Desertified foundations

Image: Justus Menke


University spaces accentuated their mediocrity and made persecution a rule


It’s been twelve months since I commented on the article “University for what?” by professor Paulo Martins, published in Journal of USP em “University pandemonium”.

Incredibly, since then, a lot has changed. But for the worse. University spaces accentuated their mediocrity and made persecution a rule. There has still been no realistic assessment of the situation of Brazilian universities this year and little of a “return to normality”. But the strike by employees at federal universities – which continues to grow and could reach the teaching category – indicates that there are more thorns than flowers in this garden. Which shows that the university pandemonium is still alive and well. And – as on the nights of June 2013 – not simply because of salary and union demands. In this sense, I rehabilitate, with touches, the dialogue with professor Paulo Martins.


Paulo Martins is a scholar. There is no other designation for someone who moves with such familiarity through the collapsed worlds of Cicero, Virgil, Ovid, Horace, Lucian, Quintilian, Augustus, Severus. By coincidence and destiny, today he occupies the role of director at the main humanities and humanities center in the country, which continues to be the Faculty of Philosophy, Letters and Human Sciences of the University of São Paulo. And, from this honorable and symbolically heavy position, he presents an immense, urgent and necessary provocation about the destiny of the Brazilian university in his article “University for what?”.

The question posed in the title is not at all trivial and demands careful, moderate, respectful and subtle reactions. The university's body is sensitive and its mental complexion is weakened. We live, inside and outside the walls, terrible days. Almost desperate. And nothing indicates blue sky. In the short or medium term. Not even on the other side of the magical mountain.

There are many questions about the ultimate usefulness of universities, public or private, in Brazil and in the world. But, lately, people have begun to question the very feedback of the university as a multi-century moral, cultural and rational building that, unquestionably, rationalized and civilized the flow of life in the West and beyond.

Therefore, the university began to lose its monopoly on knowledge and the imperative of knowledge transfer. But, in recent times, the erosion of recognition of the university's own social function has been disjointed in an accelerated and relentless manner.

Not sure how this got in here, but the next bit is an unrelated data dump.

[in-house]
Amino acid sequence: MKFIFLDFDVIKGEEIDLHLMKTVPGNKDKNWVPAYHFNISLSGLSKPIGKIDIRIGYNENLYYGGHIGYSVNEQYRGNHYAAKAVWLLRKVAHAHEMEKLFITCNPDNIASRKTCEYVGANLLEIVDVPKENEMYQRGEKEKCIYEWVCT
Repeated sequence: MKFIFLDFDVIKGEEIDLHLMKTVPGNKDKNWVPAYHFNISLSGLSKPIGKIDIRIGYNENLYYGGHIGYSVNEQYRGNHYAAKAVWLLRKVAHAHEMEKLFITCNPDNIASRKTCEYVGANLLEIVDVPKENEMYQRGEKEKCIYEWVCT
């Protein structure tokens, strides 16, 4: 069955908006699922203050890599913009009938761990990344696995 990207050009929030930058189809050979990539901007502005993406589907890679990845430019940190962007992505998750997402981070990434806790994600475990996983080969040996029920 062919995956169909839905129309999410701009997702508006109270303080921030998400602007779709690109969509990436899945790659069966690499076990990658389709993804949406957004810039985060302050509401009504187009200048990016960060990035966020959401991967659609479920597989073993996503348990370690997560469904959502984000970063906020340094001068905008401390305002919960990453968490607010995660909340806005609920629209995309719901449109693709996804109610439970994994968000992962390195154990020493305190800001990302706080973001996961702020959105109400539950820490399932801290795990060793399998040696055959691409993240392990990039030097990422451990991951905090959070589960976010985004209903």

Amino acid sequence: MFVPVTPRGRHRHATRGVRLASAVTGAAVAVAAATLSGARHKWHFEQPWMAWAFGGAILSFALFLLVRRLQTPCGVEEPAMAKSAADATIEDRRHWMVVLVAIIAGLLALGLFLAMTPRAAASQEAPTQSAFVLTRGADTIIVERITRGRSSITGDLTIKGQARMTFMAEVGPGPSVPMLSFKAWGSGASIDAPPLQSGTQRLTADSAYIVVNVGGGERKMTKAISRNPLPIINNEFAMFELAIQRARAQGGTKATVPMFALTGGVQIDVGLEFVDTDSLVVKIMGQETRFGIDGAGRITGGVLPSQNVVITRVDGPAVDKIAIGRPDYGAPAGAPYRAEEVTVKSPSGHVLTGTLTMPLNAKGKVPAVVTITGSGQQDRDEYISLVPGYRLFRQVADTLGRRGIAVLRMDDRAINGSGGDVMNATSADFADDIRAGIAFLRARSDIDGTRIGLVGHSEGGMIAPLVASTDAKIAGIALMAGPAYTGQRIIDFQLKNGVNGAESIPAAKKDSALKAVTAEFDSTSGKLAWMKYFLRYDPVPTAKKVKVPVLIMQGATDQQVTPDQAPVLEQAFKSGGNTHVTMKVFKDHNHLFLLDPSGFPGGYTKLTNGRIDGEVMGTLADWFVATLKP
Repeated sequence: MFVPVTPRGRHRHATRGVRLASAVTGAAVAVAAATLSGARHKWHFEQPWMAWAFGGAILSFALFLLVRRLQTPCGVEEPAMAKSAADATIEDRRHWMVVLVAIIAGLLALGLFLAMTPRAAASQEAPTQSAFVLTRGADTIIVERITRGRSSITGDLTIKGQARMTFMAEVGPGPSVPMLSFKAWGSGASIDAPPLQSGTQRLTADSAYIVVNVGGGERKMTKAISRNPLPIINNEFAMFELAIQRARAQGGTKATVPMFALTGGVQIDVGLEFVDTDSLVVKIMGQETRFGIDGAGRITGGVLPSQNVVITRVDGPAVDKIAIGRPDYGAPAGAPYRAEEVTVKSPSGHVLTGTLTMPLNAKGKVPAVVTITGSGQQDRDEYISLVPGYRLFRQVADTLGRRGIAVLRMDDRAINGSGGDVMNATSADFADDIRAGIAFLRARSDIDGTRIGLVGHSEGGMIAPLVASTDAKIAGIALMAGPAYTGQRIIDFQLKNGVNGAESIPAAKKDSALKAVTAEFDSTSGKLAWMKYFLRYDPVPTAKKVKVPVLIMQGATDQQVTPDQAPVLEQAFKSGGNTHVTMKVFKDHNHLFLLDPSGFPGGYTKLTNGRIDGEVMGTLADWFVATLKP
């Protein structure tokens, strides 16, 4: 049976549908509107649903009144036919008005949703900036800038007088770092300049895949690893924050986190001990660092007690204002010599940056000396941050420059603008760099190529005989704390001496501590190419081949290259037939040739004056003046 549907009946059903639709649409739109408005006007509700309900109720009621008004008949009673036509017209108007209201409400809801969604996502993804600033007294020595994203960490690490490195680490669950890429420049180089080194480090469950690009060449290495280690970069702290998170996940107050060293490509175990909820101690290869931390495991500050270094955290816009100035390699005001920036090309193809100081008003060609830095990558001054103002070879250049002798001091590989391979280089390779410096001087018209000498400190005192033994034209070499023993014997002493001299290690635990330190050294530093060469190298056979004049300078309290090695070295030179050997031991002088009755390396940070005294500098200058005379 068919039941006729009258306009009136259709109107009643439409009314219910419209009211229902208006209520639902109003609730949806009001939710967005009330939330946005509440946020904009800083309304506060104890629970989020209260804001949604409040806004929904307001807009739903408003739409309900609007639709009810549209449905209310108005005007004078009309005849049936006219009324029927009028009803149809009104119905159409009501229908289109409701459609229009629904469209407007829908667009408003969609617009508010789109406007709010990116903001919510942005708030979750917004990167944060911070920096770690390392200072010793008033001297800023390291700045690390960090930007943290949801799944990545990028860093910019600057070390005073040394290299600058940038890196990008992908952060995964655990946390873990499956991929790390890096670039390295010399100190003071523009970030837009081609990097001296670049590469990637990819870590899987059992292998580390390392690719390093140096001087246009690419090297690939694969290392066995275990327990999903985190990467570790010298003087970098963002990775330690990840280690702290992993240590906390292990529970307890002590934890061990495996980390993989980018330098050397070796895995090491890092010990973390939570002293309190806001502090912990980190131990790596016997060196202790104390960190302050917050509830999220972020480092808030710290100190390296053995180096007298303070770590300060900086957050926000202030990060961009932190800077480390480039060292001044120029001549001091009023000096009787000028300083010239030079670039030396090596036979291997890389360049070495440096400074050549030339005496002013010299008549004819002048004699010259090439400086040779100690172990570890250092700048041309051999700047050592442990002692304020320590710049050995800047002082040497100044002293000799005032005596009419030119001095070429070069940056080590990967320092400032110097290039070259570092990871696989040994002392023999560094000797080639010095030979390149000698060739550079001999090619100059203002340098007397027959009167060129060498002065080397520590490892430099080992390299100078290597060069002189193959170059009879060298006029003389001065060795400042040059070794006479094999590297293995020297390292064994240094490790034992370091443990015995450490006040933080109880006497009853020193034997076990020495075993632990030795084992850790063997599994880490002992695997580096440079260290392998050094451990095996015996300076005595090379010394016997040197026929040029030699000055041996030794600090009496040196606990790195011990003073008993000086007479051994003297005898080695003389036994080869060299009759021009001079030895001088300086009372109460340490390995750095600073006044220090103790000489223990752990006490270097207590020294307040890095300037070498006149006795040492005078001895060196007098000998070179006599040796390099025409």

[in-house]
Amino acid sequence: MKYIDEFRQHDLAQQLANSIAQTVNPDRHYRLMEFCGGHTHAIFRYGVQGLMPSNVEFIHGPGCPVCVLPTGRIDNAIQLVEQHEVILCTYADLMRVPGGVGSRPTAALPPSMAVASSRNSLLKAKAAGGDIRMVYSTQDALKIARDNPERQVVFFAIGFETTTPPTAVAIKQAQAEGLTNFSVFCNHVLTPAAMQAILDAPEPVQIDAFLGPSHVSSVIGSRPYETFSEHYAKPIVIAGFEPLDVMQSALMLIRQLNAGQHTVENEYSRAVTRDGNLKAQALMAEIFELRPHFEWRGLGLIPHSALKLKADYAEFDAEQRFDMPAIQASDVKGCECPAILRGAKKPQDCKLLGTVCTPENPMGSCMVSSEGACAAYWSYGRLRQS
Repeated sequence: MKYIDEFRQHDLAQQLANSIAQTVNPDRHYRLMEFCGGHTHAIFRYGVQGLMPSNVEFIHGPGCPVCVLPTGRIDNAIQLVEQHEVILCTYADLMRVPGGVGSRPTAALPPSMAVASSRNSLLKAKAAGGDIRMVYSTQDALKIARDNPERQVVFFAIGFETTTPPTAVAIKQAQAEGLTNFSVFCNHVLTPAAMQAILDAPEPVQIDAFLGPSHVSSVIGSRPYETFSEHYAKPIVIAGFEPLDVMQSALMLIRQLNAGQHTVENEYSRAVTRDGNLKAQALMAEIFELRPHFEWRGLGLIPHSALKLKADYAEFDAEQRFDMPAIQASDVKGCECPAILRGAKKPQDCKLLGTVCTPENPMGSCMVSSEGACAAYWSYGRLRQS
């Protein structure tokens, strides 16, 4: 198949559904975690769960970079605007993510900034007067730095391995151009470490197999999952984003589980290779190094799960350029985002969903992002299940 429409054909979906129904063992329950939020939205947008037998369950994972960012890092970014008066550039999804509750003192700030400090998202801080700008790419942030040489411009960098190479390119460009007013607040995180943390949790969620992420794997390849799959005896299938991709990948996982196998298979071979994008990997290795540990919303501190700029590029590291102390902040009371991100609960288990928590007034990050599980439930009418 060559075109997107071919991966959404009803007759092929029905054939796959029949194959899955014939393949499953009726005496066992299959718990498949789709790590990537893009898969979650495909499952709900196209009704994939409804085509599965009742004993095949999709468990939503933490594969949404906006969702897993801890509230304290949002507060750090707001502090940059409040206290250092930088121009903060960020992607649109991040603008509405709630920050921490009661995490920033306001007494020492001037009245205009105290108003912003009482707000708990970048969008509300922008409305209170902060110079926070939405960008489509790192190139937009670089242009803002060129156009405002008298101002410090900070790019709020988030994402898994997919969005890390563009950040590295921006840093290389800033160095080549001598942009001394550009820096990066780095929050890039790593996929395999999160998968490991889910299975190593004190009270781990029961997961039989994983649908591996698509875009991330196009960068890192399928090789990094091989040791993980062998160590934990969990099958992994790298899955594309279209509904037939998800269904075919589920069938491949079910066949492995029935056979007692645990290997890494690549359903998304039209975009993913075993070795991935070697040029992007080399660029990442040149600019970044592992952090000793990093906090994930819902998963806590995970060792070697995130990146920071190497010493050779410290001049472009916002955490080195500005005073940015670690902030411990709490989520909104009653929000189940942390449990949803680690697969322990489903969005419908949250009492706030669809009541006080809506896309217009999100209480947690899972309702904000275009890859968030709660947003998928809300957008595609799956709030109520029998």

None of this is trivial or banal. And in the case of Brazil, it takes on even more complex contours.

The first assumption for a possible beginning of dialogue with Paulo Martins' concerns therefore needs to recognize, from the outset, that what is understood as a university in Brazil, with very rare and distant exceptions, has ceased to exist around fifteen or twenty years ago. The reservoir of knowledge, knowledge and culture that university spaces historically represented was lowered to levels of trivialization and vulgarity never imagined or bearable, even by its most violent and historical detractors on duty.

The social and moral role of education in general and university education in particular in driving the reduction of social aporias has almost completely lost its operability. Notably as a result of the sudden and uncritical entry of Brazilian society into the fluidity of the hyperinformation era of the fourth industrial revolution. Its status as a social elevator gained dimensions that were almost contrary to the initial purposes of economic, cultural and moral upliftment of society. No one or almost no one truly informed about the Brazilian job market blindly turns to the university to obtain equipment for personal socio-economic-cultural improvement.

Any Brazilian or foreigner who disembarks at the airports of the country's main capitals and requests transportation services can, sincerely and bitterly, note that the mass of uber workers and similar workers possibly correspond to the best-trained caste of app drivers on the planet. Almost all of them have a higher education degree and, often, come from complex, sophisticated and long training courses such as literature, philosophy, astrophysics, engineering and the like. It has become, for example, impossible to switch from one Uber transport to another in Rio de Janeiro without having a chemical, mining or petroleum engineer as a driver. Likewise, in São Paulo, uberists are, in general, historians, psychologists, business administrators or law graduates, often graduates of the University of São Paulo itself – the most important and relevant university in the country.